NAME: .....................................................................

Math 6720
Appl. Complex Var., Asymptc Mthds
NAME: .....................................................................
Alexander Balk
due 2/10/2016
1. (a) Prove the Mean Value Theorem:
The value of analytic function f (z0 ) equals the arithmetic mean average of the values of this function on a
circle with center at z0
f (z0 ) =
Z 2π
f (z0 + Reiθ )dθ
(the circle should lie in the analyticity domain, but otherwise the radius R is arbitrary).
(b) Prove: If f (z) is analytic in a domain D, then |f (z)| cannot attain a strict local maximum in D.
2. (a) Prove:
If f (z) is analytic in a domain D, and |f (z)| is constant in D, then f (z) is constant in D.
Idea: If |f (z)| ≡ M 6= 0, consider function φ = ln f and apply Cauchy-Riemann conditions.
(b) Prove the Maximum Modulus Principle:
Suppose f (z) is analytic in a domain D.
The only way |f (z)| can attain maximum in D is when f (z) ≡ const in D.
Suggestion: Assume on the contrary |f (z)| attains maximum M at some point z0 ∈ D, and f (z) is not a constant.
f (z) is analytic in some disk S = {z ∈ D : |z − z0 | < R0 } that belongs to D. ∃z1 ∈ S, such that |f (z1 )| < M . (Otherwise,
|f (z)| = M in S, and f (z) ≡ const in S; then by the uniqueness Th, f (z) ≡ const in D.) Now, use the Mean Value Th (from
#1) for the circle of radius R = |z1 − z0 | and center at z0 . Some piece of this circle has |f (z)| < M (by continuity). So, you
arrive at contradiction M < M .
(c) Prove:
Let a function f (z) be analytic in a bounded domain D, continuous in DĚ„ and not a constant.
Then |f (z)| attains its maximum on the boundary ∂D and nowhere inside.
3. (a) Give an example of a non-constant function f (z) analytic in a domain D, so that |f (z)| attains a strict local
minimum in D.
(b) Prove: If f (z) is analytic in a domain D, and f (z) 6= 0 for any z ∈ D, then |f (z)| can attain minimum in D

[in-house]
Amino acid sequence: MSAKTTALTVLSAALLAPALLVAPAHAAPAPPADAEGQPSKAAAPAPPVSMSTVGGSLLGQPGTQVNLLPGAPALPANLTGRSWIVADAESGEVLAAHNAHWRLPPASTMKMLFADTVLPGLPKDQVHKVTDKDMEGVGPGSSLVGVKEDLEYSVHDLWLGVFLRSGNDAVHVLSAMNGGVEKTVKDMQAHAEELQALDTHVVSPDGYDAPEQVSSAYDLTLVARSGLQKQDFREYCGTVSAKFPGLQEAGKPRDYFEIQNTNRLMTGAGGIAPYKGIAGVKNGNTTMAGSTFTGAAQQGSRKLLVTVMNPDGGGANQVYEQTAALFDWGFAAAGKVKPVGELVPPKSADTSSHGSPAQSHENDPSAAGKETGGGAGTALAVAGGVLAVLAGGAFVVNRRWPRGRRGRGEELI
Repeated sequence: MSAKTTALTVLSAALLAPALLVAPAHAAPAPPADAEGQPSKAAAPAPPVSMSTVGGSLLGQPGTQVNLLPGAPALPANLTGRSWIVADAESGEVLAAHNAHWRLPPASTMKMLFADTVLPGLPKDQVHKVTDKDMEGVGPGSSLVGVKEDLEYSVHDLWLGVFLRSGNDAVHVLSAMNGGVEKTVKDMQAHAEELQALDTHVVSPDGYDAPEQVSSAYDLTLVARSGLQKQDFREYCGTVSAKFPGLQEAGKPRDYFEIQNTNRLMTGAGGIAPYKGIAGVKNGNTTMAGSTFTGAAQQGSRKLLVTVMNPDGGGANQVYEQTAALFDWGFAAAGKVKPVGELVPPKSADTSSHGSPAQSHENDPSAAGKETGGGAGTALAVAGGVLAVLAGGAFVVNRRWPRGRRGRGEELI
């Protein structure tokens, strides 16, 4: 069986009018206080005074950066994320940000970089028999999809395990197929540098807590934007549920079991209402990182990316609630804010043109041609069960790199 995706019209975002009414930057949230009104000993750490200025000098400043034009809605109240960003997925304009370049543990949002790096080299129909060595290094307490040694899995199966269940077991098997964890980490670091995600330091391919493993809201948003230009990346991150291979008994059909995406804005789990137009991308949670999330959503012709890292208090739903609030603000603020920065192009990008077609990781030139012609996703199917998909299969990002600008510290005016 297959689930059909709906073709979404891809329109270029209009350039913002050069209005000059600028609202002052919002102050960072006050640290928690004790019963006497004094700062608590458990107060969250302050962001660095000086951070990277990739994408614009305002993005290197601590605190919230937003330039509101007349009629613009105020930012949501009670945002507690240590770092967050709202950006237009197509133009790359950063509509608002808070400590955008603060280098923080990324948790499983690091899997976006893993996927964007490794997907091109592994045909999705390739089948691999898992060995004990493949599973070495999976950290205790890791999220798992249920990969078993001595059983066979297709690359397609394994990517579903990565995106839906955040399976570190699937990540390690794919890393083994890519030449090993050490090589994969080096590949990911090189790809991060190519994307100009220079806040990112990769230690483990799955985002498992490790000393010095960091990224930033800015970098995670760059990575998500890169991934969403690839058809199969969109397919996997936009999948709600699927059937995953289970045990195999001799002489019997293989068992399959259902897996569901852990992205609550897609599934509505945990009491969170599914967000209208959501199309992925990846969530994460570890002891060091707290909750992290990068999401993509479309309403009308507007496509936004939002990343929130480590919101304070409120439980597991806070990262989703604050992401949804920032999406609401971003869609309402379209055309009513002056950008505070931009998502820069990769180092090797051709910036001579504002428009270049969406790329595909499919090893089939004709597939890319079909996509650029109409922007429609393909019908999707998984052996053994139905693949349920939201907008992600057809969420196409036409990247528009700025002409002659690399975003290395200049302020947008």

only if f (z) is a constant.
4. (a) Let f (z) be analytic in a domain D.
Definition: A point z0 ∈ D is called a zero of f (z), if f (z0 ) = 0.
Prove that any analytic function (not identically equal to zero) can have only isolated zeros.
(If f (z0 ) = 0, then there exists a positive such that f (z) 6= 0 when 0 < |z − z0 | < .)
Suggestion: See the proof of the Uniqueness Theorem.
(b) Can an analytic function have a non-isolated singularity?
5. Give an example of a power series (over non-negative integer powers) whose radius of convergence R is
(a) finite R 6= 0,
(b) R = ∞,
(c) R = 0.
6. (a) Show that the function
Z ∞
Γ(z) =
tz−1 e−t dt
satisfies the functional equation Γ(z + 1) = zΓ(z) for any complex z whose real part is positive.
(b) Show that this function generalizes factorial to complex numbers,
namely Γ(n) = (n − 1)! for any positive integer n.
(c) Does there exist another function F (z) which is also analytic in the right half-plane Re(z) > 0
and coinsides with Γ(z) when z is any positive integer?
7. A function f (x) has two power representations in a neiborhood of x = 0
f (x) =
an xn
f (x) =
bn xn
Is it true that an = bn for all n = 0, 1, 2, . . .?
[If this is true, then we can find Taylor series in any way (in particular, without differentiation).]
8. Let the Euler numbers En be defined by the power series
En n
z .
cosh z n=0 n!
(a) What is the radius of convergence of this series?
(b) Determine the first six Euler numbers.
Suggestion: Do not differentiate. Instead, expand ez , cosh z, 1/ cosh z in Taylor series with center at the origin.
9. Suppose a complex function f (z) is differentiable in a domain D of the complex plane. Proove that if the domain
D contains annulus
R1 < |z − z0 | < R2
(z0 is an arbitrary complex point, which may or may not belong to D) then the function f (z) can be represented
by its Laurent series:
f (z) =
an (z − z0 )n ,
an =
f (ζ)
(ζ − z0 )n+1
and C is any simple closed curve in A enclosing z0 .
While making the proof, answer these questions:
(a) Where does this series converge to f (z)?
(b) Where does the series converge absolutely?
(c) Where does the series converge uniformly?
(d) Is it true that an n! = f (n) (z0 ) for positive n?
Suggestion: Fix z and consider a smaller annulus R10 < |z − z0 | < R20 that still contains z. Using Cauchy’s formula, represent f (z) as
the sum of two integrals: one over circle |z − z0 | = R10 , another over circle |z − z0 | = R20 . Then use geometric series expansions.
To have a little shorter writing, you can take z0 = 0.